Beer has fueled a lot of bad ideas. But on a Friday afternoon in 2007, it helped two Alzheimer's researchers come up with a really a good one.
Neuroscientists Robert Moir and Rudolph Tanzi were sipping Coronas in separate offices during "attitude adjustment hour" at Massachusetts General Hospital, Harvard's largest teaching hospital. And, by chance, each scientist found himself wondering about an apparent link between Alzheimer's disease and the immune system.
Moir had been surfing through random scientific papers online — something he does for an hour or so on most Fridays. "I cruise wherever my fancy takes me," he says.
And on this day, he cruised to research on molecules known as antimicrobial peptides. They're part of the ancient immune system that's found in all forms of life and plays an important role in protecting the human brain.
One way antimicrobial peptides protect us is by engulfing and neutralizing a germ or some other foreign invader. That gives newer parts of the immune system time to get mobilized.
These peptides are "extremely important," Moir says. "They're not like legacies from an immune system we don't use anymore. If you don't have them, you're going to die in a couple of hours."
As Moir surfed through paper after paper, he realized that one of these ancient molecules, known as LL-37, looked a lot like a molecule closely associated with Alzheimer's. That molecule is called amyloid-beta and it forms the sticky plaques that tend to build up in the brains of people with dementia
LL-37 and Amyloid-beta "looked just like peas in a pod," Moir says.
That was really surprising. Even more surprising, on that same Friday afternoon, Moir's colleague Tanzi had also noticed a connection between Alzheimer's and the ancient immune system, which scientists refer to as innate immunity.
Tanzi had been spending the same hour that Friday afternoon reviewing a list of genes he'd found that were somehow related to Alzheimer's. "I was enjoying my first or second Corona," he says, "and I noticed that many of the genes coming up were involved with innate immunity."
"I was like, well, what does that mean?" Tanzi says. "So I wandered into [Moir's] office, carrying my Corona in hand, and I said, 'What do you know about innate immunity in the brain?' "
The two researchers decided to team up to figure out precisely how innate immunity figures into Alzheimer's. They later sketched out their research plan while sipping Bordeaux on the deck of Tanzi's house along the coast.
"We spent a lot of evenings out there making a dent in his very nice cellar," Moir says.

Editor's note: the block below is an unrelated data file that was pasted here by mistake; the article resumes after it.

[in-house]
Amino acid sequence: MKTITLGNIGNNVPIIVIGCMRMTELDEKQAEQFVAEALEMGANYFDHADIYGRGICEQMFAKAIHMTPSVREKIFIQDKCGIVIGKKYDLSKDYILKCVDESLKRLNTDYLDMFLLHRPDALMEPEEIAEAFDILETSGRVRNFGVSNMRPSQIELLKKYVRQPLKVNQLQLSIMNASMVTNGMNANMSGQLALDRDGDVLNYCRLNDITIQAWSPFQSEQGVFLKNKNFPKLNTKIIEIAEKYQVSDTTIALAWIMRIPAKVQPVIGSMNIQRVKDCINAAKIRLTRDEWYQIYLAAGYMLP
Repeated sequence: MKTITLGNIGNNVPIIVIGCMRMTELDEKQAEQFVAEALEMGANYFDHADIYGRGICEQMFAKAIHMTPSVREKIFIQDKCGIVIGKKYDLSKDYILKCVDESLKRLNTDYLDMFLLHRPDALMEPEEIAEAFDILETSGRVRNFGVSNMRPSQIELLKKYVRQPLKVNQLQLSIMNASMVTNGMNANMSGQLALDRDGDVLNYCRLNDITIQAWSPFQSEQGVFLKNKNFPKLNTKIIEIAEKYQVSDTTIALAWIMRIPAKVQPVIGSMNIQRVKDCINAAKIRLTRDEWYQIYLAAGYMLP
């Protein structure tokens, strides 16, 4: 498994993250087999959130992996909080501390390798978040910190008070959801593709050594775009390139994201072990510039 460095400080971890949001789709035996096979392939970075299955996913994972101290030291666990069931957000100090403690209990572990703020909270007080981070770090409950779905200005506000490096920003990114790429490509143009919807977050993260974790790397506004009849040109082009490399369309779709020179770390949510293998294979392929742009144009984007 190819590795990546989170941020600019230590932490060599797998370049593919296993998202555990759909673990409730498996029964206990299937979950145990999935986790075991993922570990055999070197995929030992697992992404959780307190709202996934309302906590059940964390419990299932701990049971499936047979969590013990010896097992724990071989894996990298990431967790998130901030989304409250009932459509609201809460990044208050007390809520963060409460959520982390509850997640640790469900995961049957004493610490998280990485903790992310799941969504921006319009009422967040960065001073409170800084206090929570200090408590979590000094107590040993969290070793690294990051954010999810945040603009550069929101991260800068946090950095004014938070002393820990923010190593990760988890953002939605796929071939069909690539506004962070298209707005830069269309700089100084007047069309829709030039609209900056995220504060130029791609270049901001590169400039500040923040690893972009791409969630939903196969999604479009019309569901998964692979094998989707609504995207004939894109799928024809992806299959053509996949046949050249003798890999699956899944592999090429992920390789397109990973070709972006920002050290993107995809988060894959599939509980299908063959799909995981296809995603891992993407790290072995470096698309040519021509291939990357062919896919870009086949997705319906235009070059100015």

The Brain's Immune System
The two scientists began to discuss a wild idea. What if amyloid-beta was an integral part of the ancient immune system? What if those sticky plaques were actually an effort to protect the brain by encapsulating foreign invaders?
Their idea was that the brain was producing amyloid for much the same reason an oyster forms a pearl — for self-defense. "Maybe amyloid plaques are a brain pearl," Moir says, "a way for our body to trap and permanently sequester these invading pathogens."
That was a pretty radical idea. For decades, most scientists thought amyloid-beta was no more than a toxic waste product. "In all those scenarios it's bad, bad, bad, bad, bad," Moir says.
But Moir and Tanzi suspected amyloid-beta was usually good — unless the brain started making too much. Then it could kill brain cells and lead to dementia.
This hypothesis was not immediately embraced by other scientists, Tanzi says.
"I had folks emailing me, ex-mentors — Nobel laureates — saying, 'Rudy have you lost your mind?' Luckily neither Rob nor I have a really good track record of listening to people."
So. Tanzi and Moir set out to prove that amyloid really is part of the immune system. And they were lucky enough to have a funder, the Cure Alzheimer's Fund, that was willing to take a chance on their idea.
The effort took years. But in 2010, Moir, Tanzi, and their team demonstrated that amyloid is really good at killing viruses and bacteria in a test tube. And, in 2016, they showed it did the same thing in worms and mice.
"It was very clear that amyloid protected against infection," Tanzi says. "If a mouse had meningitis or encephalitis, [and] if that mouse was making amyloid it lived longer." In contrast, mice that did not produce amyloid died quickly from the infection.
Today, Tanzi and Moir's wild idea is no longer considered so wild. Lots of scientists are now studying the ancient immune system's connection to Alzheimer's.
And Tanzi says it's become clear that Alzheimer's involves a lot more than just plaques and tangles in the brain.
"Even though we really concentrate on these plaques and tangles in Alzheimer's disease, it looks like it's the brain's immune system — the very primitive immune system of the brain — that's gone awry," Tanzi says, "and the plaques and tangles are a part of that system."
The question now is: What's causing the glitch in the ancient immune system?
One possibility is that it's overreacting to viruses and bacteria that get into the brain. Or, the system could be getting confused and attacking healthy cells — a lot like what happens in diseases like lupus or multiple sclerosis.
If either idea holds up, it may be possible to interrupt the process before it causes Alzheimer's, Moir says. "That's a pretty good outcome from a couple of Coronas 10 years ago."